What We’re Reading: October 9, 2009

| October 9, 2009 | 4 Comments
whatwerereading009109 What We’re Reading: October 9, 2009

Keep up with what we’re reading!

Each friday, we share those sites and articles—those interesting links—that we are currently reading or have recently read. Enjoy these great posts that you may have missed this past week. If you have any suggestions for next Friday’s round-up, please contact us!

We’ve lined up a veritable world tour of some of the blog world’s bright boulevards and bluest backwaters all offering up a variety of great posts this week! So without delay, let’s jump in!

People from as far away as Brazil, Peru, Mexico, England, Norway and Australia have put forward their case as to why they are worthy of becoming Gap Adventure’s Coolest Travel Intern. Application period closes October 15. Check it out!

Travel experts from around the world have been entering into the Brooklyn Nomad’s confession booth and spilling their guts about dirty deeds from the road. People from Lonely Planet, USA Today, Budget Travel, Travelocity, and more contributed to this trilogy of travel confessions. Check out the series:

Some interesting revelations there—thanks, Brooklyn Nomad!

Seven memorable treks that took Audrey Scott and Daniel Noll’s breath away. Some great photos.

Dan (from Dan’s Adventures) visits Elephanta—a Hindu temple complex carved out of rock, consisting of three main caves which date back to the 9th through to 13th centuries—said to be the abode of the Hindu god, Shiva. Good stuff.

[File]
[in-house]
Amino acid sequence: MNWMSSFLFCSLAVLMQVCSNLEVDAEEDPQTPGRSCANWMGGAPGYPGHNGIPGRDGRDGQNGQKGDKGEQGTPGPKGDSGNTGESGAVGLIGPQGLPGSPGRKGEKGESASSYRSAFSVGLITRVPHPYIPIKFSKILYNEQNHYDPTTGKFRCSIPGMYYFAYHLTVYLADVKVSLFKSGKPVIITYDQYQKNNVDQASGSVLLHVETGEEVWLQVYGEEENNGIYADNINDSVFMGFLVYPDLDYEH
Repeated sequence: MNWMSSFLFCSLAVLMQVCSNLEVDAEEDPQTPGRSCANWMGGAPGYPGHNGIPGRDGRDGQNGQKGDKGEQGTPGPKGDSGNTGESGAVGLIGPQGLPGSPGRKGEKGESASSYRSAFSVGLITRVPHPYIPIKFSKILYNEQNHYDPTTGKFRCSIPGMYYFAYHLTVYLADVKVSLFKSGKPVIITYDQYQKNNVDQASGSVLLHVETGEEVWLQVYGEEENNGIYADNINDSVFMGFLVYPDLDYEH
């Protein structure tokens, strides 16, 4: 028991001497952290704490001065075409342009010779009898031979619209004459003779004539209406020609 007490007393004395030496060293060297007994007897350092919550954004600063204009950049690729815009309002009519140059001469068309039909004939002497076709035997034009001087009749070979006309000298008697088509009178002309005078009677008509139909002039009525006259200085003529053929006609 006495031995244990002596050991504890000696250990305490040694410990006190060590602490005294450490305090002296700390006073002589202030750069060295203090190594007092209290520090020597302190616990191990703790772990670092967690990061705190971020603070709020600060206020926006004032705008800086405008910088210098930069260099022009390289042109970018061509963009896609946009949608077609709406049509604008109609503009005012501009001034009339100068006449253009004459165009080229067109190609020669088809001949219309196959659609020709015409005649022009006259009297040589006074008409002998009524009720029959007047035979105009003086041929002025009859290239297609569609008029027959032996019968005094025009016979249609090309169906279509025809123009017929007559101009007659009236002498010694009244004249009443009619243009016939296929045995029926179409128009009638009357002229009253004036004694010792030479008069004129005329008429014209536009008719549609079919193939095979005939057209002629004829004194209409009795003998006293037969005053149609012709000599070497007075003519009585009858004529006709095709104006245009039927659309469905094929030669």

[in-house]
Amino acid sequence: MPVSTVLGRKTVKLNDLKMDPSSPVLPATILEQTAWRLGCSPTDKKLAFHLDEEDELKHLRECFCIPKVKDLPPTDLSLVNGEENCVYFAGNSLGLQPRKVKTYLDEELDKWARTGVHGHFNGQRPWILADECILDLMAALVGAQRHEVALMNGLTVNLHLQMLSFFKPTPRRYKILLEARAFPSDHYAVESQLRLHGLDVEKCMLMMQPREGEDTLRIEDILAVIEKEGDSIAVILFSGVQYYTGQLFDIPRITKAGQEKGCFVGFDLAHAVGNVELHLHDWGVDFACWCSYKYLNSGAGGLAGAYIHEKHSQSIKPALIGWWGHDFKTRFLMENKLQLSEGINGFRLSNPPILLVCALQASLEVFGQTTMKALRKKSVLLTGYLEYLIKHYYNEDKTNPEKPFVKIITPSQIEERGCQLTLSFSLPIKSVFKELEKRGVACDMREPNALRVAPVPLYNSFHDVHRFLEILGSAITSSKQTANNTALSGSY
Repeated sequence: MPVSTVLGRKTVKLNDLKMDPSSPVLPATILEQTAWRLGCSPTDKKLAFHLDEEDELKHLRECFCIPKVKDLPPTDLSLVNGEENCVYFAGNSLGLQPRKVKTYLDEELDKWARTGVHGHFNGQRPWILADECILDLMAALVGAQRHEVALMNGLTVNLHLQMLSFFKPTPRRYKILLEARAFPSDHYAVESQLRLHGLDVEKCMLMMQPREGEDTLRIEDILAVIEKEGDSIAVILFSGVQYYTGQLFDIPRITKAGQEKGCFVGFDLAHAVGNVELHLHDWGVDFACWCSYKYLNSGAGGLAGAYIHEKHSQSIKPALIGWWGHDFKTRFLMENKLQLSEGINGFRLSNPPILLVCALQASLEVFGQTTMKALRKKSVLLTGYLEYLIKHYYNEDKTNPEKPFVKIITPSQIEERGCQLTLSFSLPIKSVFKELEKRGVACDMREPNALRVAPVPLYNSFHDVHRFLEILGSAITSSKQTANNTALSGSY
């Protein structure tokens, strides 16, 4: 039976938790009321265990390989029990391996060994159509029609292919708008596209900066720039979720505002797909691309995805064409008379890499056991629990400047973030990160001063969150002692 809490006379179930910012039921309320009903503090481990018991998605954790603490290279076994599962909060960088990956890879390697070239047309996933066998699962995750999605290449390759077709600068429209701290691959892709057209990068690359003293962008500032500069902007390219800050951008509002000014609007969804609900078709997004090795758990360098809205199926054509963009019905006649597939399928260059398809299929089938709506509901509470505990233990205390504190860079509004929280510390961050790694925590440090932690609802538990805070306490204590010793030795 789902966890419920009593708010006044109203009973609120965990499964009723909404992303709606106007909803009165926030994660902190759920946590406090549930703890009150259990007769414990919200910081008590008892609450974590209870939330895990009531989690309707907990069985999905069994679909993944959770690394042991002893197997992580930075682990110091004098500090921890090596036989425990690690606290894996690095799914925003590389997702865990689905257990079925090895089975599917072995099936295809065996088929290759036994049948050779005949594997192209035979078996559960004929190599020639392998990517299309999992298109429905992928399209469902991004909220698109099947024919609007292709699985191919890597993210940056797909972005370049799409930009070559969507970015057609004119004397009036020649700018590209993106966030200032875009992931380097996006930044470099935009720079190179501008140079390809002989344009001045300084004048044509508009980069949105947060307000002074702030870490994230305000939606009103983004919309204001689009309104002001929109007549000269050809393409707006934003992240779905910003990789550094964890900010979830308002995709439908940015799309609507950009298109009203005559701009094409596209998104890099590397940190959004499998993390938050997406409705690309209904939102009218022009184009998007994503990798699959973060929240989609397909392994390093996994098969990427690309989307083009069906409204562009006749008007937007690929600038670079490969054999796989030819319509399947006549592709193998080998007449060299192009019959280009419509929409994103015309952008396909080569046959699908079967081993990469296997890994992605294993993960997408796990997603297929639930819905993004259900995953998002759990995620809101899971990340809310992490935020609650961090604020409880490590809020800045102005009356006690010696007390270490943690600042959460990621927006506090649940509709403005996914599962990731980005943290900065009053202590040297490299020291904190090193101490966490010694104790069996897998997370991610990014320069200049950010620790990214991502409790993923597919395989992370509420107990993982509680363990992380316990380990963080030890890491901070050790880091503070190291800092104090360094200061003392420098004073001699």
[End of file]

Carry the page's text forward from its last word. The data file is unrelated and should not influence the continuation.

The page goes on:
Described by Rudyard Kipling as “the embodiment of all things pure,” the Taj Mahal is located only a few hours by train from Delhi. But with limited travel time is visiting the Taj Mahal a “must see” for a first trip to India? Check out Hedgehogs without Borders for the answer.

Wade Shepherd shares a formula of how a person, any person, who can work legally in the USA can make and save enough money to travel for over a year off of 3 to 6 months of work. However, these are no longer his circumstances. Check out his piece.

Ren Robles from So Not Lost takes your around Kuala Lumpur.

BootsnAll Threads

Flashpackers are often simply affluent backpackers with larger disposable income. They choose to travel in more comfort than the average backpacker, often avoiding public transport and opting for hotels over hostels. Is flashpacking killing the art of backpacking?

Interested in taking the Trans-Siberian Railway (and transfering to the Trans-Mogolian Railway), LisaLu asks the Booties “how should we go about Visas? Everyone says you need to get it from your home country, but I don’t think that will be possible in our case. What should we do?”

Norm Montana appeals to the Bootis for Vietnam to Laos itinerary suggestions. From what I remember, the overland trip can be quite gruelling.

Related Posts

Tags: ,

Category: Dan's Blog

About the Author ()

For nearly ten years now, Daniel of Two Go Round-The-World has explored how travel captures our imagination and engages our deepest emotions. One half of the duo that maintains the widely read Two Go Round-The-World blog, Daniel treats his subjects not only as works of art but also as symbols of the cultural and political forces that inspire them. His latest book, The Physics of Flocking, gathers his favourite writing featured over the past two years on Two Go Round-The-World in columns like 'Looking Back' and 'The Whole Picture'—along with new reflections.

Comments (4)

Trackback URL | Comments RSS Feed

  1. Corbin says:

    You guys always find juicy articles to read. I’ve found several new blogs to follow care of you guys. Much appreciated.

  2. Tango Lucy says:

    I wonder where the term flashpacking comes from? Never heard of it. Thanks for interesting links!

  3. Social says:

    Great article with some really interesting links. I especially like the Elephanta piece about the Hindu caves. Will be sure to add that to the list of things to see.

    Also love the term flashpackers! It’s the first time I have heard this word and is so appropriate. Reminds me of my days as a traveler when some people would always seem to have money despite wearing no shoes. Then you would walk past them as they enjoyed dinner at an expensive restaurant. Strange!

    Good work Daniel, keep them coming.

Leave a Reply